Celanese might not be a fabric you’re familiar with, but when the British Government cancelled contracts for aircraft dope after the first world war, two Swiss brothers saw an opening for their cellulose acetate manufacturing plant in the fashion business.
Henri and Camille Dreyfuss had been invited to come to Britain in 1916 to help set up the British Cellulose and Chemical Manufacturing Co. The pair had already developed acetate lacquers and the British Government saw the partnership as a way to reduce the cost of fire-proofing and strengthening the canvas material that covered the aircraft used during the hostilities. When the war finished the brothers needed new markets in which to sell their cellulose based products and started to develop textiles. With a growing demand for fashionable garments at a sensible price, this proved to be a very successful move.
Celanese was an acetate fibre that claimed to be softer and stronger than Satin, Crepe de-chine and Taffeta. It was used to make a range of garments from lingere to raincoats and being a man-made fibre it was significantly cheaper than silk. The name, a combination of cellulose and ease was part of the company’s fight against the silk market that looked to discredit the synthetic fibre manufacturers that were starting to encroach on their market.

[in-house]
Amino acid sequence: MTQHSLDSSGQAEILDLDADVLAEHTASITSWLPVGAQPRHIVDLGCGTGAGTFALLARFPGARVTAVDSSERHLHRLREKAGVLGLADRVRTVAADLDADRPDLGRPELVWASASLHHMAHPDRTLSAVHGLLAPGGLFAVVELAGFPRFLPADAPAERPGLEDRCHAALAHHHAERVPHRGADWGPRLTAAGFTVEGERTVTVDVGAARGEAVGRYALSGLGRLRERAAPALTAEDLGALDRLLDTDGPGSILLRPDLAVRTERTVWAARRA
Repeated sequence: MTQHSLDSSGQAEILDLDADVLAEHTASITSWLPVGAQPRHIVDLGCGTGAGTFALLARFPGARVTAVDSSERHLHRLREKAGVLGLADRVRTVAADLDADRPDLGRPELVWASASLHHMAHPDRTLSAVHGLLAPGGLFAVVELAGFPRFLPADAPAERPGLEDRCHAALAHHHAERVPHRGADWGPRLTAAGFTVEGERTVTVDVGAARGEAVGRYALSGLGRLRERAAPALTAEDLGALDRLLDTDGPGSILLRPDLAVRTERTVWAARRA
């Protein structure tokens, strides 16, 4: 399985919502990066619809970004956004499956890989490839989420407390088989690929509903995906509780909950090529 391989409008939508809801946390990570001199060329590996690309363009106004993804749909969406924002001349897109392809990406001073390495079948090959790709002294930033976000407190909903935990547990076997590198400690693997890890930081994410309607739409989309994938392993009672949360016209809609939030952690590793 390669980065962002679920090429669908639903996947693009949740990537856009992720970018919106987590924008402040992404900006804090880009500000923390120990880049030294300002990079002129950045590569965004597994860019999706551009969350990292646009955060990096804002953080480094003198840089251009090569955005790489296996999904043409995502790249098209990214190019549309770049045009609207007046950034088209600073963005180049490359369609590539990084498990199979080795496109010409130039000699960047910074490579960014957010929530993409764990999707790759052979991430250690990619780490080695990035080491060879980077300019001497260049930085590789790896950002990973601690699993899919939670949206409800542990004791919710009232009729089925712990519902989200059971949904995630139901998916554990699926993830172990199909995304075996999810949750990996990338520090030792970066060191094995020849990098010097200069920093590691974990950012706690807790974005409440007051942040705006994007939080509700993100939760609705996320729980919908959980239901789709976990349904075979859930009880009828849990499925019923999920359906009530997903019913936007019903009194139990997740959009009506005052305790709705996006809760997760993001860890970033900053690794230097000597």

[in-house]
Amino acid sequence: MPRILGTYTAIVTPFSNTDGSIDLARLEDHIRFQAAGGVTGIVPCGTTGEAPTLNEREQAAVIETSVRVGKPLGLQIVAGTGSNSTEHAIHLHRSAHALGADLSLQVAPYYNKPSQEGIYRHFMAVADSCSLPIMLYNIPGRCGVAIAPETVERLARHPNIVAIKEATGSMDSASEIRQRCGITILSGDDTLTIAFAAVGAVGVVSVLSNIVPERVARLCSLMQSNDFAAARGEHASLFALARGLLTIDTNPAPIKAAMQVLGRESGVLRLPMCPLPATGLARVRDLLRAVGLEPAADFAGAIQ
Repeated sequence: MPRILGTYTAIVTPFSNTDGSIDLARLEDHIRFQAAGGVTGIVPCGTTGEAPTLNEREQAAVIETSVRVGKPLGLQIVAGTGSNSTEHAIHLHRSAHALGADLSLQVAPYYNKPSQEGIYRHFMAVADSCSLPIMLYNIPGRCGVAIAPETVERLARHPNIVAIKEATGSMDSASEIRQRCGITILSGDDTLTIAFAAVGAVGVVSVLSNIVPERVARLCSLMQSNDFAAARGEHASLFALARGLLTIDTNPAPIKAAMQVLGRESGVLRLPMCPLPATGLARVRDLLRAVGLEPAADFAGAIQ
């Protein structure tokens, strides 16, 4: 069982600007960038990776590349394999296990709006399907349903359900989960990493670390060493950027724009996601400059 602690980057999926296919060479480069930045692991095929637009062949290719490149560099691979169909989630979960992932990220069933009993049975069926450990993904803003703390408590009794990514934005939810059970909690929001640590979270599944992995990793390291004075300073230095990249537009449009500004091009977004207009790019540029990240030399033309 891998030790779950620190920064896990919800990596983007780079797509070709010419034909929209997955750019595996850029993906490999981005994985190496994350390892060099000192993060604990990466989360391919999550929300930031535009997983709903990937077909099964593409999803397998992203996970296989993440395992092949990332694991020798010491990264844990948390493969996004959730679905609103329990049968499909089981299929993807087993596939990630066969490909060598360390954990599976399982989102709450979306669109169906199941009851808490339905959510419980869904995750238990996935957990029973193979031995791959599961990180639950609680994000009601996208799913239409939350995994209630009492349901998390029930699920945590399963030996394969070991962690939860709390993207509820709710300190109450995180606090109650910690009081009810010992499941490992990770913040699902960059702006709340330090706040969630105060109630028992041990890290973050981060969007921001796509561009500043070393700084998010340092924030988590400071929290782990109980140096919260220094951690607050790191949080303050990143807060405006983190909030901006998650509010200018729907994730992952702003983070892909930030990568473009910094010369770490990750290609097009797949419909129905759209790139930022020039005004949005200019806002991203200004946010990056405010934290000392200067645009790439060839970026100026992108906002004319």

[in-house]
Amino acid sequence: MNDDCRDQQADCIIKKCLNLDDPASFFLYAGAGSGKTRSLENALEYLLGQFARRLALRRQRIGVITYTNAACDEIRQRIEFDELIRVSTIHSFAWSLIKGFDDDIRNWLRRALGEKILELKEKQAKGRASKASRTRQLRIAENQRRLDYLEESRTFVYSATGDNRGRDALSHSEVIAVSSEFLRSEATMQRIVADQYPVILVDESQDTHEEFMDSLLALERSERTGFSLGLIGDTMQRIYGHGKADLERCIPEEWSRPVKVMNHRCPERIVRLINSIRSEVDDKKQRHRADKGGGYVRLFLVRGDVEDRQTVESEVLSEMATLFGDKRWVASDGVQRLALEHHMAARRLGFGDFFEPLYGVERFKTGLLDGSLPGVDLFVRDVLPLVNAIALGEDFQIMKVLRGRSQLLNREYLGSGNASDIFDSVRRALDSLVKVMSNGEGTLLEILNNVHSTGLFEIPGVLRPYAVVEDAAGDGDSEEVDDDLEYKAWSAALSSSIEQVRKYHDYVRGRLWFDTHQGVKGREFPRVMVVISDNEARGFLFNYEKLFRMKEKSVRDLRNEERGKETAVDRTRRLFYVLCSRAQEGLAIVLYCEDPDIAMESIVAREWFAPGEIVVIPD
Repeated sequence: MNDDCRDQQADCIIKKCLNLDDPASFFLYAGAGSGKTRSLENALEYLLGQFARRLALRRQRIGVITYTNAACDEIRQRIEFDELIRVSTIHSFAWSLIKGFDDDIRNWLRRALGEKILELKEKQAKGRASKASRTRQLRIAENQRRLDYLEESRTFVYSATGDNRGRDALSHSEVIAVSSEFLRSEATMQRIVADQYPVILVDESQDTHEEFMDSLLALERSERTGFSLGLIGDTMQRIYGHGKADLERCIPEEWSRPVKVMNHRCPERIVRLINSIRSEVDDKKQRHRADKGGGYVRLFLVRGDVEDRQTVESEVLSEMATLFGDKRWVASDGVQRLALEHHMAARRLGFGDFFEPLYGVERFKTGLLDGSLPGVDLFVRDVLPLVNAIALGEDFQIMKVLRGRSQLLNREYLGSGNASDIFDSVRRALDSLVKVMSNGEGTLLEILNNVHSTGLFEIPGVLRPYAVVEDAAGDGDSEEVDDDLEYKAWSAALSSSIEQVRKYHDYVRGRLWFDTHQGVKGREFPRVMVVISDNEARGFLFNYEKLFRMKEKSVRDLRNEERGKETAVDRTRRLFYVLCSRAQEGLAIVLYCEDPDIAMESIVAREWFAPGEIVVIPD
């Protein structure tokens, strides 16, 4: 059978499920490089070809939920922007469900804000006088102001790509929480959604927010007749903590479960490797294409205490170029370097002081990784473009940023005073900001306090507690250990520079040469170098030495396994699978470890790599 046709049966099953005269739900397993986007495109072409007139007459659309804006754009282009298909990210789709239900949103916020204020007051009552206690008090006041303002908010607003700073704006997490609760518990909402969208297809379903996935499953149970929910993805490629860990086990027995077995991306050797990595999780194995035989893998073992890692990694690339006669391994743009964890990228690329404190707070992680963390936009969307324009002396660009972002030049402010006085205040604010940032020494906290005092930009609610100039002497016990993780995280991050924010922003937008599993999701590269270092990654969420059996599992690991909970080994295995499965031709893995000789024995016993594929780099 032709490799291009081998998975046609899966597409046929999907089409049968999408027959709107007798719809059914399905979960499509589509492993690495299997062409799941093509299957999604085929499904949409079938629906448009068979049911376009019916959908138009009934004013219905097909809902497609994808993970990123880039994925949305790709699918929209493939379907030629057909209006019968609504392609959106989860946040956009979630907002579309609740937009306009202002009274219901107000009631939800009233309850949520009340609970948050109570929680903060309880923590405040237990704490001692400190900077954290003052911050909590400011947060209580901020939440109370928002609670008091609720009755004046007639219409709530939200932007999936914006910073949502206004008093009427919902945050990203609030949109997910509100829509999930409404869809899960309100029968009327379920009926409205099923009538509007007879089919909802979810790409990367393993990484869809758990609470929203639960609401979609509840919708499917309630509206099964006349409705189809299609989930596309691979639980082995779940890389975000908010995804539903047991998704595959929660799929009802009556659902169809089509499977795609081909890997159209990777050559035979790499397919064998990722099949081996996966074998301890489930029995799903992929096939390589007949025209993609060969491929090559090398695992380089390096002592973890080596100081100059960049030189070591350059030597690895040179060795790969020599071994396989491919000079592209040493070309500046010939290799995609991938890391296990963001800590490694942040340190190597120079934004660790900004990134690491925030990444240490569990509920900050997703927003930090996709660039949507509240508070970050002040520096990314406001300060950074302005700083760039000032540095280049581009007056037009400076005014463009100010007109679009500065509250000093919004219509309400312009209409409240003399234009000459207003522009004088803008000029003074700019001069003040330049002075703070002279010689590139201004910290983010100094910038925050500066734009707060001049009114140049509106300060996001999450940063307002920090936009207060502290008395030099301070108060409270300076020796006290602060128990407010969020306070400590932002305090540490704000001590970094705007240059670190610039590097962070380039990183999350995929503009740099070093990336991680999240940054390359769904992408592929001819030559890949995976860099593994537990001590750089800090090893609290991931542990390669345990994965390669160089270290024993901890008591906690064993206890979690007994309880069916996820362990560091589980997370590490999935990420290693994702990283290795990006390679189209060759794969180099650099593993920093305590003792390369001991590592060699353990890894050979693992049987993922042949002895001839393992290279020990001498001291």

According to the Giles County Historical Society, which holds one of the last Celanese coning machines, “Acetate had several qualities that were superior to silk, including the ability to hold permanent moiré designs and pleating,” and revolutionised the dress industry.
During the 1920s, the British Cellulose and Chemical Manufacturing Co changed it’s name to British Celanese and its American “cousin”, The American Cellulose and Chemical Manufacturing Company, that Camille Dreyfuss headed up in 1918 became the Celanese Corporation of America, which still exists today.